Each and every one of us feels anxiety in certain situations, that is how we are, and that is normal it is part of our lives. But in some cases anxiety can go to the next level and get out of control. In most cases anxiety jumps out from the shadows when our mind feels threatened, but teenagers in some cases can take that anxiety to a whole new level. Well, not just teens, but adults as well, but anxiety disorder is more common with teenagers. The only advantage of teen anxiety disorder to anxiety disorder with grown up people is that it can be dealt with much easier and the teenager may return to normal.
To best describe the anxiety disorder it is a mental state, a state of mind where one person feels fear, worry, panic and of course anxiety in a much larger amount than the average person and over a longer period of time. In some cases the feeling teens with anxiety disorder get are so strong that they cannot feel anything else and are completely driven by that feeling. In some cases people feel like they are having a heart attack when experiencing an anxiety attack. There are different types of teen anxiety disorders; the one thing all of them have in common is that they happen too often, something like panic attacks in regular intervals.
There are plenty of symptoms to look out for, in most cases the teenager will not find them any different than his normal behavior, but the surrounding will notice. So the parents are the front line in fighting the anxiety disorder as they can notice the symptoms before the disorder gets out of hand. The types of anxiety disorders are:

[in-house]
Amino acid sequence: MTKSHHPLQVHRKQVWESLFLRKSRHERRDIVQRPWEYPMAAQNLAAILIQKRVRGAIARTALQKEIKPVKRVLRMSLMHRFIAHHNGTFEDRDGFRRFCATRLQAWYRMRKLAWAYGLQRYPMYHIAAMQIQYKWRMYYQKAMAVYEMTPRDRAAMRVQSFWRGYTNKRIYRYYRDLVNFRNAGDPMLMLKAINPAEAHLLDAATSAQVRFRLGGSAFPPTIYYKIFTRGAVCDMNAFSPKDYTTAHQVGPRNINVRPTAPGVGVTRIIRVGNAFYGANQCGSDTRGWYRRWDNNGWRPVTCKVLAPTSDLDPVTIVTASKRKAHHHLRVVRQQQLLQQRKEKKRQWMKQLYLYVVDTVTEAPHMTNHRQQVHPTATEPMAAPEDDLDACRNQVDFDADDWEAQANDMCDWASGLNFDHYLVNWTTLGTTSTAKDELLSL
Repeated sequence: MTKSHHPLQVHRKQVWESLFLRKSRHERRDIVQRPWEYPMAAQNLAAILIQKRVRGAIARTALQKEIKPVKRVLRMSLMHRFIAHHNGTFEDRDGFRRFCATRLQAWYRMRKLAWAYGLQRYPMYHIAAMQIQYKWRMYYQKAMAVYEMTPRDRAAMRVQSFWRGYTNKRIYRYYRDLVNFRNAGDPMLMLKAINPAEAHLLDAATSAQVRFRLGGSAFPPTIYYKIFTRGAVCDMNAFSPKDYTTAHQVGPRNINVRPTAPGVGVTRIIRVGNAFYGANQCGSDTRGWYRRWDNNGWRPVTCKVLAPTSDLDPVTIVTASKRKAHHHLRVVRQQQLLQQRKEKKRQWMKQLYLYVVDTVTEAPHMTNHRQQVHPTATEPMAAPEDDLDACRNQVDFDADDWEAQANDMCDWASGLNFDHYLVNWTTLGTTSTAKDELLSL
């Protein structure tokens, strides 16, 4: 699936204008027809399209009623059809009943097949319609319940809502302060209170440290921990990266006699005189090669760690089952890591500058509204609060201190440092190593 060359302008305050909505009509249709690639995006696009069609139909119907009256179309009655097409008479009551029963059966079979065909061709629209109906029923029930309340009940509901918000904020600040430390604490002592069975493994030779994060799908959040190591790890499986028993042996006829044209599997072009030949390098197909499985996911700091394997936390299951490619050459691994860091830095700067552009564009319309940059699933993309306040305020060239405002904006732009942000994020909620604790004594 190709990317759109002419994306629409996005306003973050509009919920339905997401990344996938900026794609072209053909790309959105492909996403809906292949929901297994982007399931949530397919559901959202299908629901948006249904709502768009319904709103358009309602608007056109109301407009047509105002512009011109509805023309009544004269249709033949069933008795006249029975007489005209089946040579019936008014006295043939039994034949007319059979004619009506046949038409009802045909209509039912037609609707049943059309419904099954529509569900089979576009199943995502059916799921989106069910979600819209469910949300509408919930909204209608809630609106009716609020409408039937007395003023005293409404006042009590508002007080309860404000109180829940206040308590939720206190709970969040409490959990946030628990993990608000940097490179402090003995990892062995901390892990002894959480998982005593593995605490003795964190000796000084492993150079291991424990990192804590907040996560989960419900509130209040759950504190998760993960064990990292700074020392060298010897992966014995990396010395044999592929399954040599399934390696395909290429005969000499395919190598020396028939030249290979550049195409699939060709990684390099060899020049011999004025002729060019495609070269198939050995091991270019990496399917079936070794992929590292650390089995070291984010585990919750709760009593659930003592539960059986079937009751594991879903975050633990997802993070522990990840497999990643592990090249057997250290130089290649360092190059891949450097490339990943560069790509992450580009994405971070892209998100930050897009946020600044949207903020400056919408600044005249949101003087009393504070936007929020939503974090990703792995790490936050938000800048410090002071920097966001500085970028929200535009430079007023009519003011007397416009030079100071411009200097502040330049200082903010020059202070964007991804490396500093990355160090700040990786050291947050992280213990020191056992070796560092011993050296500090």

- Regular anxiety
- OCD or Obsessive compulsive disorder
- Intense fears
- Panic attacks
- Social anxiety
- PTSD or Post Traumatic Stress Disorder
Each one of these types of anxiety disorder is treatable, so don’t give up if your teen seems out of reach. As soon as you notice any signs of anxiety disorder you should take your teen to a professional therapist. In most cases it will be a therapy plan that involves the parents and the family, in rare cases the therapy will be done strictly by the therapist. The first form is a bit slower but it shows better results as teens tend to open up much faster before familiar faces.
Treating a teenager with anxiety disorder can take some time. Try not to focus only on the direct problems that you see, but focus on the child’s physical activities, make sure he or she is getting enough sleep, that he eats regularly and all of the basic things. These can all help the person relieve the stress and anxiety and it will help your child in the long run to deal with his anxiety disorder and overcome it.